While Todd Boehly’s group and the consortium funded by Crystal Palace shareholders Josh Harris and David Blitzer, and fronted by Sir Martin Broughton, remain the front-runners after being the first to be shortlisted, Raine, the bank in charge of the sale, progressed two more consortiums to the final stage.
Despite a fan backlash, which was endorsed by Chelsea’s Supporters’ Trust, over racist emails from Joe Ricketts and comments made by other members of the family, the Ricketts were informed on Friday evening that they had progressed to the final stage.
That sparked immediate outrage among Chelsea fans part of the #notoRicketts campaign who had called for the family to be eliminated from the process.
And Pagliuca became the shock fourth name on the shortlist. He also owns a 55 per cent stake in Atalanta, which could prove problematic given the Italian team have played in the Champions League, and has the backing of his investment firm Bain Capital, which claims to have £117billion in assets under management.
A preferred buyer will be decided upon over the course of the next fortnight with the intention of a sale going through, following Government and Premier League checks, by the end of April.
Whichever group buys Chelsea are expected to pay in the region of £2.5bn, the vast majority of which will be donated to good causes, with the Government insisting nothing must go to Roman Abramovich following his sanctions.
The process of deciding upon and communicating the shortlist has provoked private criticism from a number of the bidders, who expected the process to be conducted faster and cleaner.
Raine informed a number of bidders they had been unsuccessful long before communicating that others had made it through to the shortlist, which created rumour and counter-rumour on Thursday night and Friday. The shortlisted groups were told they would receive further communication inside 24 hours over the process for the final stage.
Some of those eliminated were upset that a bid that included two shareholders of another club, Harris and Blitzer, and could not currently pass the Premier League owners’ and directors’ test was advanced. There was also surprise at Pagliuca’s inclusion, given he would have to dilute his share in Atalanta, which he only bought in February.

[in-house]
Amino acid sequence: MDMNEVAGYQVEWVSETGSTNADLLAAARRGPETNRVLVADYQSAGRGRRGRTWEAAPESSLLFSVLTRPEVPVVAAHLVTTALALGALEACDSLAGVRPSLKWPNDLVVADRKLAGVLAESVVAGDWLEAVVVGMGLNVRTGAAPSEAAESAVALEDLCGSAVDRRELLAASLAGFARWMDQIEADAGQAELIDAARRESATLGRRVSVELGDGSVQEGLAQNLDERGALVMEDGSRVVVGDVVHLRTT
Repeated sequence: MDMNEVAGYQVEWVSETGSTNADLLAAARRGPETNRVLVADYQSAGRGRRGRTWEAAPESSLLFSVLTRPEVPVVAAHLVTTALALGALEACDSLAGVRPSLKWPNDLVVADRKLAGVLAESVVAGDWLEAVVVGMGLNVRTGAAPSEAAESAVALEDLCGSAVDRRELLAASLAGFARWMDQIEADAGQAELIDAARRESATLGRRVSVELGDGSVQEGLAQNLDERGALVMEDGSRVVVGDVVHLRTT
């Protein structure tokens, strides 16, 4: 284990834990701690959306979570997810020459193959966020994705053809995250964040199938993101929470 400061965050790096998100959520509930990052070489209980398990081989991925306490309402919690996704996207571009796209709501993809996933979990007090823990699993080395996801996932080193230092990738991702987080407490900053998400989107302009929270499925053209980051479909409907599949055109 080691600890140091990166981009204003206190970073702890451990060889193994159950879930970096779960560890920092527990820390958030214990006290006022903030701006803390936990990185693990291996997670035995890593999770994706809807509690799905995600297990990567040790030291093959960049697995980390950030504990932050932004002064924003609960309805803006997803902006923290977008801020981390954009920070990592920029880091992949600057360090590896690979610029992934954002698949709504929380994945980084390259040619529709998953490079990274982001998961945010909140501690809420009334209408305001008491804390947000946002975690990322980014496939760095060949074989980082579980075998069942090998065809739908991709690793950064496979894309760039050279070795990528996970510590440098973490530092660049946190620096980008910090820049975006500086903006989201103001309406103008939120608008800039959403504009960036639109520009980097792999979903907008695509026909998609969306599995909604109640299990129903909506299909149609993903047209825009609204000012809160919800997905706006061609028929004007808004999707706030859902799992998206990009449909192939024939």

There was confusion over the claims of Nick Candy that he had been advised to talk to other groups after his own Blue Football Consortium bid, which was almost fully funded by Catalina Kim’s Korean investors, had been rejected.
Kim released a statement that said: “We, the group of C&P Sports, Hana Financial and other strategic investors from South Korea, were suggested to join another consortium. We thank Mr Nick Candy for our journey and wish him the best of luck for his future.”
The Boehly-led group are considered the favourites, while the Ricketts family, despite being shortlisted, are rated as outsiders after failing to convince the Supporters Trust in a meeting in London this week that they could present an “inclusive” ownership.
In a statement, the Trust said: “It is essential that the new owners of the club has the confidence of the supporter base and demonstrate an understanding of the values that we stand for. That is why the strength of feeling towards the Ricketts family bid from Chelsea supporters cannot and must not be ignored.
“The CST are grateful to the Ricketts family for meeting with us this week. We challenged them on all of the points supporters have raised concerns about. However, our concerns about their ability to run an inclusive, successful club on behalf of our diverse supporter base around the world have not yet been allayed.
“It is for the Ricketts family to demonstrate how they will address supporter concerns – especially with regard to inclusivity, given both past and recent statements by members of the family, and they have not yet done that.
“They must do so publicly and they must do so urgently. If they are unable to do this and gain the confidence of Chelsea supporters, the CST Board does not believe it would be in the best interests of our members and Chelsea supporters for their bid to succeed. We will also survey our members in the coming week on this point.”
Tom Ricketts, who met the Trust and the Chelsea Pitch Owners before flying back to Chicago, responded with a statement of his own that said: “My family and I are very grateful to all the fans and supporters’ groups who took time to meet with us this week and share their passion and concerns for Chelsea Football Club. It’s clear you have nothing but the best interests of the club at heart.
“We have listened to all of your feedback – including from the Chelsea Supporters’ Trust – and are grateful that the door is still open for us to demonstrate our commitment to working with fans to protect the club’s heritage.
“It is now up to us to redouble our efforts and clearly lay out a vision for our stewardship of the club with diversity and inclusion at its heart.”